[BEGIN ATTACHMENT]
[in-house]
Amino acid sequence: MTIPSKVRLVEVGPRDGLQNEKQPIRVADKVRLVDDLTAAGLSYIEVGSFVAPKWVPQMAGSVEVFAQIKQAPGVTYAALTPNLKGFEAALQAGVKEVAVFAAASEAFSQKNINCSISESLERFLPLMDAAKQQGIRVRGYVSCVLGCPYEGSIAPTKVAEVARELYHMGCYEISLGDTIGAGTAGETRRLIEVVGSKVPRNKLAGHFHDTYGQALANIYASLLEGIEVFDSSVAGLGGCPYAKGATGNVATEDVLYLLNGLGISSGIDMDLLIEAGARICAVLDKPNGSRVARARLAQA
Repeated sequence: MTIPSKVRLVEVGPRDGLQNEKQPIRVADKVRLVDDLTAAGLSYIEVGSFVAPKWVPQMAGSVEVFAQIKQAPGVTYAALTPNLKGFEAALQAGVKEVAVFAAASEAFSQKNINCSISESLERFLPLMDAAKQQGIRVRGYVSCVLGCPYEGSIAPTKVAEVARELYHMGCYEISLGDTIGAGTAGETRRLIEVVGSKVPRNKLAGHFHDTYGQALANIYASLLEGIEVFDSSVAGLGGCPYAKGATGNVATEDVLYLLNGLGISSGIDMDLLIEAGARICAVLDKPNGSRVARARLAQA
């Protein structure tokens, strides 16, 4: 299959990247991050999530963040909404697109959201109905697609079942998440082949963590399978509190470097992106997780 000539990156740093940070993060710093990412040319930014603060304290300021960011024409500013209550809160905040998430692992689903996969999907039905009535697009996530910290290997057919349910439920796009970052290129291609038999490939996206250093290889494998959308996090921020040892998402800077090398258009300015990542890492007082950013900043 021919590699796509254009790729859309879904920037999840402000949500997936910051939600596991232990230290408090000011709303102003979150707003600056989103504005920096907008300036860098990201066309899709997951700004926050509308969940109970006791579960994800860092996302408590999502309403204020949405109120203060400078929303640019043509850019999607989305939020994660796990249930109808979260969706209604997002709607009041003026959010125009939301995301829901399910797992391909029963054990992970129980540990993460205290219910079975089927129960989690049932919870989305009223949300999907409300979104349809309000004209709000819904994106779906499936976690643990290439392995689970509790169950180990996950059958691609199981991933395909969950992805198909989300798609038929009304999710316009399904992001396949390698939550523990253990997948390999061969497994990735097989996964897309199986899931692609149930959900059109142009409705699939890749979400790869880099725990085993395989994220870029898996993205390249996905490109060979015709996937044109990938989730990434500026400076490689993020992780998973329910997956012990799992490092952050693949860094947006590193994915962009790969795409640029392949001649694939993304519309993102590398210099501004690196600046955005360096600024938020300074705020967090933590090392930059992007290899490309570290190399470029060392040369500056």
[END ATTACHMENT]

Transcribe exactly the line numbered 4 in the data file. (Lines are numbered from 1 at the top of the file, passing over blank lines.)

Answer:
């Protein structure tokens, strides 16, 4: 299959990247991050999530963040909404697109959201109905697609079942998440082949963590399978509190470097992106997780 000539990156740093940070993060710093990412040319930014603060304290300021960011024409500013209550809160905040998430692992689903996969999907039905009535697009996530910290290997057919349910439920796009970052290129291609038999490939996206250093290889494998959308996090921020040892998402800077090398258009300015990542890492007082950013900043 021919590699796509254009790729859309879904920037999840402000949500997936910051939600596991232990230290408090000011709303102003979150707003600056989103504005920096907008300036860098990201066309899709997951700004926050509308969940109970006791579960994800860092996302408590999502309403204020949405109120203060400078929303640019043509850019999607989305939020994660796990249930109808979260969706209604997002709607009041003026959010125009939301995301829901399910797992391909029963054990992970129980540990993460205290219910079975089927129960989690049932919870989305009223949300999907409300979104349809309000004209709000819904994106779906499936976690643990290439392995689970509790169950180990996950059958691609199981991933395909969950992805198909989300798609038929009304999710316009399904992001396949390698939550523990253990997948390999061969497994990735097989996964897309199986899931692609149930959900059109142009409705699939890749979400790869880099725990085993395989994220870029898996993205390249996905490109060979015709996937044109990938989730990434500026400076490689993020992780998973329910997956012990799992490092952050693949860094947006590193994915962009790969795409640029392949001649694939993304519309993102590398210099501004690196600046955005360096600024938020300074705020967090933590090392930059992007290899490309570290190399470029060392040369500056």